And speaking of the St. Mark’s Square This is something a day in Venice cannot miss. It is the heart of the city, on the waterfront and with the beautiful Basilica of San Marco, many museums and the Ducal Palace. The downside is that tourists abound, especially in the evening. Of course, prepare to pay super expensive everything.

If you like museums, you can buy the St. Mark’s Museums Pass, there are no individual tickets. This pass opens the doors to the Correr Museum, the National Archaeological Museum, the Doge’s Palace and the Monumental Rooms of the National Library of Marciana. It costs 20 euros per adult. nothing bad. For me it is highly recommended because this way you will have a more interior impression of Venice, which is more than squares and canals.

The Doge’s Palace is of great Gothic beauty and its white and pale pink marble facade is divine. The interior is full of art and history: you can visit the central courtyard, the Opera Museum, the armory, the prison and the state rooms. And if you like it very much, you can register for an additional price at Secret routes which includes the dungeon where casanova He was detained and from which he escaped.

The Basilica of San Marco it was originally the chapel of the Doges, but in 1807 it was transformed into a Venetian cathedral. Its exterior is Byzantine in style and it is as wealthy as the Republic of Venice was. The original version is from the 9th century, it kept the body of Saint Mark the Evangelist, but it was stolen in 828. Inside there is a rich decoration with thousands of golden mosaics, combining the Byzantine style with the Romanesque and the Gothic.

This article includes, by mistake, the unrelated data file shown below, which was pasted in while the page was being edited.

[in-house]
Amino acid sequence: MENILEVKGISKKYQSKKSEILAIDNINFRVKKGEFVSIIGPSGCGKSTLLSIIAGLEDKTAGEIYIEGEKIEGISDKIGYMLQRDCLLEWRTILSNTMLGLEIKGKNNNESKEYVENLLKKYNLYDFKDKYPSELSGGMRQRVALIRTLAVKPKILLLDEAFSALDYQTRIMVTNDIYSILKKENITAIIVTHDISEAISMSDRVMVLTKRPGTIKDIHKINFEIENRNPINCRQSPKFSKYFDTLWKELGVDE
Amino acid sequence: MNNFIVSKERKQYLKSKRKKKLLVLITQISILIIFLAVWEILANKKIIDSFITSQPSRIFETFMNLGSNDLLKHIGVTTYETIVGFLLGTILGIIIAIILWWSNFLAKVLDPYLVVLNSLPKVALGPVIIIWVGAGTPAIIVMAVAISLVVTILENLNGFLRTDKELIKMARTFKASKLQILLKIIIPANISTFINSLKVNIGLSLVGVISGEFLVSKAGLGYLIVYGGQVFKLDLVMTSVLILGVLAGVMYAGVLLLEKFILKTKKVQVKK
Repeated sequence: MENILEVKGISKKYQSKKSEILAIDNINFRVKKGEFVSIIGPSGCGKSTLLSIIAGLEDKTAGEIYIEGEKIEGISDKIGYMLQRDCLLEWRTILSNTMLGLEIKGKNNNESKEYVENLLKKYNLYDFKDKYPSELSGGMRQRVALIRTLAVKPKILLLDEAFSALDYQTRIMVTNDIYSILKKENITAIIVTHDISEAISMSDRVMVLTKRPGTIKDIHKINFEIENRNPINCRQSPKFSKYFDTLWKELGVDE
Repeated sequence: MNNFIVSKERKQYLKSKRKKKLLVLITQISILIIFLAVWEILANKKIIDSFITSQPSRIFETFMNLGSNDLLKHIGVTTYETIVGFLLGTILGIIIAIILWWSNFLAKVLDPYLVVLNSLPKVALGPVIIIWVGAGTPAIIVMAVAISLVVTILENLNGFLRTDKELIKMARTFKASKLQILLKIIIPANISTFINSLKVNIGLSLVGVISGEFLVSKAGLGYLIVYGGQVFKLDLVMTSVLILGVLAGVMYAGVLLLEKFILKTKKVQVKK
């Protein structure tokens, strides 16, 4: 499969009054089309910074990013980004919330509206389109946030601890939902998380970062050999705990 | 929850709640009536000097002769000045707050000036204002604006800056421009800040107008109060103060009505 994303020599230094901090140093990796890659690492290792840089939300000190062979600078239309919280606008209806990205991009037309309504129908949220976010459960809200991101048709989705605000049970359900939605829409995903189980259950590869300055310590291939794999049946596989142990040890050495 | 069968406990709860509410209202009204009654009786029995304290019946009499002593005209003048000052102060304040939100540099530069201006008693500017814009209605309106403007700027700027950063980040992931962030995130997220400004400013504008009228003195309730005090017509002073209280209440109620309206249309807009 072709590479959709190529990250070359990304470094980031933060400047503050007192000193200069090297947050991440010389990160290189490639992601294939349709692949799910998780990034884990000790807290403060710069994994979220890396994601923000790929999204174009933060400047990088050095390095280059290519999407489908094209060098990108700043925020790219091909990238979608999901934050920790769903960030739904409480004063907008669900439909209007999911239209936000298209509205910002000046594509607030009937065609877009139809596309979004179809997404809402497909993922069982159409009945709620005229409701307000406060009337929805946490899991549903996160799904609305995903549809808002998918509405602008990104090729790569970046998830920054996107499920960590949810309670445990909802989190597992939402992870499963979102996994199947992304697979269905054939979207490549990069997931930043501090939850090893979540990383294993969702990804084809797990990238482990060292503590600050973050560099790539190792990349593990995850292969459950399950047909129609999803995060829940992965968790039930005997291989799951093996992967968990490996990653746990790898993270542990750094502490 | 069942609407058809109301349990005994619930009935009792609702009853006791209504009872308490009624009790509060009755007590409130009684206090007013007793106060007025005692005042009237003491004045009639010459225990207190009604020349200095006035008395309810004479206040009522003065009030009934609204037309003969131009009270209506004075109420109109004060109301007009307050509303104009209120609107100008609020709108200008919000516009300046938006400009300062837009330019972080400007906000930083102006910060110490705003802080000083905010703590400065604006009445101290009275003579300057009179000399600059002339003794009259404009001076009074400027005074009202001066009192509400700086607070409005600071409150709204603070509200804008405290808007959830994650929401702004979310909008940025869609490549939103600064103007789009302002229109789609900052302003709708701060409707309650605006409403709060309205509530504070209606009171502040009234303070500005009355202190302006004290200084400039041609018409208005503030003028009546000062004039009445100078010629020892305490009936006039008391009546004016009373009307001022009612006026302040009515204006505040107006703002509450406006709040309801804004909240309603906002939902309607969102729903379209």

If you go there between 11:30 and 12_45 on weekdays, you will see the interior lit up. Otherwise, enjoy how the colors change with the sunlight filtering through the windows. But inside you won’t stay more than 10 or 15 minutes. Free entry although if you go up to the museum and the high altar you have to pay 5 euros and 2 more if you go to the Treasury. As always, if you don’t want to wait, and with only 24 hours you don’t, it’s always a good idea to make a reservation. Especially if you go between April and October!

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You can also climb bell tower of St. Mark. If you have visited Florence and liked it, then here you can repeat the experience. It is the bell tower of the basilica and the tallest structure in the city. The Panoramic views from the top they are great. What should you know about him before you go? Originally a lighthouse for sailors, it was restored several times and in 1902 it collapsed, killing several people. A decade later, its reconstruction brought it back to life.

the bell tower it has five bells, each had its own vocation in the past: they are called Trottiera, Nona, Malefico, Mezza terz and Maragona. There is also a statue of the Archangel Gabriel. Entrance costs 8 euros and 13 in advance, but you avoid the queues.

When we talk about gondolas we are talking about vaporetto. An alternative, if the gondola is expensive but you want to ride on water, is to take the vaparetto to the island of San Giodio Maggiore, with its beautiful church and monastery. A standard ticket costs around 5 euros.

Finally, with only a day to discover Venice the truth is that you don’t have to keep it indoors for long. Neither in churches, nor in museums, nor in vaparettos. you have to walk observe, appreciate, stroll, stop. Venice is a compact city best explored on foot. The Rialtine Islands, in the central area, are small enough to be covered from one end to the other in about an hour.